4) Fill a pastry bag fitted with a plain tip (Ateco #807 or #809) with the batter and pipe small rounds (1.5 inches in diameter) onto silicone mats lined baking sheets. *I usually use a smaller tip Ateco #806--just a preference.
*Because the batter will spread slightly, it's best to pipe macarons in alternating rows as pictured:
5) Preheat the oven to 280F. Let the macarons sit out for 30 minutes to an hour to harden their shells a bit and bake for 15 to 20 minutes, depending on their size. *I have a convection oven and I bake mine for 8-9 minutes, then turn the pans and switch racks and continue to bake for another 8-9 minutes.
6) Let cool. If you have trouble removing the shells, pour a couple of drops of water under the parchment paper while the sheet is still a bit warm and the macarons will lift up more easily do to the moisture. (*This is another reason I use Silpats; once the macarons cool, they come off very easily.) Don't let them sit there in it too long or they will become soggy.
7) Once baked and if you are not using them right away, store them in an airtight container out of the fridge for a couple of days or in the freezer.
Dark Chocolate Hazelnut Ganache
4 oz. dark Belgian chocolate, finely chopped
1/2 cup heavy cream
1/2 tsp. vanilla extract
1/4 cup Nutella
1) Chop chocolate into small pieces and transfer to bowl; set aside.
2) Heat cream over medium-high heat. When it reaches scalding point, remove from heat and pour over chocolate.
3) Stir chocolate and cream until combined. Add vanilla and Nutella and stir until incorporated and smooth. Let ganache cool and is firm enough to pipe on macarons.
4) Pipe ganache on macaron (bottom side facing up) and sandwich carefully with second macaron (top side facing down).
I was very happy with how this version of French Macarons turned out. I really liked the addition of the hazelnut flour to the macaron and the pumpkin pie spice was a nice flavor with it.
The reason I choose to use a dark chocolate and mix it will the Nutella, was because although I like the strong hazelnut flavor of the Nutella, I didn't want it to take over the ganache flavor completely.
In the end, both components complimented each other and I would say that this macaron challenge was a SUCCESS!
Monday, October 26, 2009
I know there are many brands of silicone pastry brushes out there, but my favorite is the Le Creuset brand. I have several brushes in a few colors and each one looks brand new, even though I've had them for years.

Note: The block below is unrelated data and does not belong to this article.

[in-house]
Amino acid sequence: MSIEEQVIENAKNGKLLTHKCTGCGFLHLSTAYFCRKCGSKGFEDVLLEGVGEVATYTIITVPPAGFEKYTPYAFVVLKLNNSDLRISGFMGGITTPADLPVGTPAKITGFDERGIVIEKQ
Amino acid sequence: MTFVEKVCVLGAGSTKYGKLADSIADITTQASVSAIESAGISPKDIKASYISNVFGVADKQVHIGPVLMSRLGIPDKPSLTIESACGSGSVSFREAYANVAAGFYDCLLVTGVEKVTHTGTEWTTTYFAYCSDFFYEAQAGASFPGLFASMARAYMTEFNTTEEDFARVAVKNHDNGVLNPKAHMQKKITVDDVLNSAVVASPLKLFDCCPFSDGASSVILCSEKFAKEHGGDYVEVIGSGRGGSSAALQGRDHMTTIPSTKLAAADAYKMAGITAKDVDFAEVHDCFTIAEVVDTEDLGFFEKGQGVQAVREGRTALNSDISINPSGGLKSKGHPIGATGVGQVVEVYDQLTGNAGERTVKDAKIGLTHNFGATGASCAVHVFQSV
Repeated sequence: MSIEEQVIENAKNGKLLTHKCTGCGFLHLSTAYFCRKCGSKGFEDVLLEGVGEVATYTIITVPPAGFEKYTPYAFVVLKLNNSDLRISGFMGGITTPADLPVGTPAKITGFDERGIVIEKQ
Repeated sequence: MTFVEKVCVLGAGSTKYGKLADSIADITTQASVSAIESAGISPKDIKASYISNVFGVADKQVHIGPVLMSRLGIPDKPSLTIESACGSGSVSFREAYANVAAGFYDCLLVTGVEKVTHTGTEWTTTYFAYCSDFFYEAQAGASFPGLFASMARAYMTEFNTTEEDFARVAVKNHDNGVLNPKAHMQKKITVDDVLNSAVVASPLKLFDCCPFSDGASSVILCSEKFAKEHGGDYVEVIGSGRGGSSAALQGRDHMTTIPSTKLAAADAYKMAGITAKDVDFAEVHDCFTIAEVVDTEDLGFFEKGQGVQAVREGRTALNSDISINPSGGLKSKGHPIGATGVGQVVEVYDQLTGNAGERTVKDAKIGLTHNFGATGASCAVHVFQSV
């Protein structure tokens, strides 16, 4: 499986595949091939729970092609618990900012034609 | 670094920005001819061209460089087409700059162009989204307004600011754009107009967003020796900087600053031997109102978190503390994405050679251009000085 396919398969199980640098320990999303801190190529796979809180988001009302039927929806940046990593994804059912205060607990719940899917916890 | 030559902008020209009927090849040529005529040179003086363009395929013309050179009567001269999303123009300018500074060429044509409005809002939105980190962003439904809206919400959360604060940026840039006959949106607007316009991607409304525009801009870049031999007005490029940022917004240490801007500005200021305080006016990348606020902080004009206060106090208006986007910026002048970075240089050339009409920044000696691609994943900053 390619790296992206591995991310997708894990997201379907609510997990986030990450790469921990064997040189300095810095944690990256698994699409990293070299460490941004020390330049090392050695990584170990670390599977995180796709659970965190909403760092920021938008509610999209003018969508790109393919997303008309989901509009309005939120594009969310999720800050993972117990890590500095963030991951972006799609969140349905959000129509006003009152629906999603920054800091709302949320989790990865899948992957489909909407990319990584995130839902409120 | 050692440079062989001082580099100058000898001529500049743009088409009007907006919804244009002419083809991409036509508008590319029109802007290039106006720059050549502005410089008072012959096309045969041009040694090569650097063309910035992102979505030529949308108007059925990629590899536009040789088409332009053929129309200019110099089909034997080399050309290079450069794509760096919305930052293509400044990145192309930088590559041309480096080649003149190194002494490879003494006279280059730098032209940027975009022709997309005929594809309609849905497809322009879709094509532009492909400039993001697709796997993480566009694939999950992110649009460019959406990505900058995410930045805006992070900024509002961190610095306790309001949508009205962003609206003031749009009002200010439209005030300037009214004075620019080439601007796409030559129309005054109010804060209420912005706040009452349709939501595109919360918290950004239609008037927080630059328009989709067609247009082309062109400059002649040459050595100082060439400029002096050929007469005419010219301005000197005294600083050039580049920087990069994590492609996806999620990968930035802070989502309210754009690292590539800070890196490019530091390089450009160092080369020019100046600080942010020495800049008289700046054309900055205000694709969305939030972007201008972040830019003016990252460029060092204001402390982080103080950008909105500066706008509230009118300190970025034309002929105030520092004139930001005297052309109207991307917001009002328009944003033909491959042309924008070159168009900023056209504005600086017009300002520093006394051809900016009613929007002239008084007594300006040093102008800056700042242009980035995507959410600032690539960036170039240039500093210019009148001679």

Top 5 reasons why the Le Creuset Pastry Brush is a MUST HAVE:
1) Easy to clean & stain proof (the brush is removable from the handle and is dishwasher safe).
2) Heat resistant up to 800 degree F. (You may not ever be dealing with that extreme type of heat, but good to know that if you accidentally leave it in a boiling pot, it won't become part of your food).
3) Great for applying butter or egg wash to pastries; flexible but won't damage even the most delicate doughs.
4) Gentle on bakeware or cookware & will not scratch or leave unwanted bristles (as some synthetic brushes break off at times).
5) AWESOME color choices to match any kitchen!
Wednesday, October 21, 2009
After a long summer of canning many fruits and vegetables, the early fall produces one of the last fruits that need to be preserved; GRAPES!
We have put up grape juice for years, ever since I was a little girl. When the leaves begin to turn colors and the nights are cooler (but not yet freezing) it's time to pick them.
Putting up grape juice also happens to be one of the EASIEST canning processes of them all. Because the high heat of the steam, we don't need to process them in a Boiling Water Bath (which is one less step) because the juice is hot enough to seal the lids from the steam process. Plus, it's like my little reward after putting in so many hours of canning and now I can just sit back and let the Steam Juicer do all the work.
Making Grape Juice with a Steam Juicer
1) Fill the bottom pan up to the line with water. *Make sure that you check the water level during the juicing process and add more if necessary. You don't want it to run dry!
2) Wash grapes and drain off excess water before putting them into the steamer. Steams do not need to be removed.
*We place them higher than the top, as they will eventually cook down and you won't have to make as many separate batches.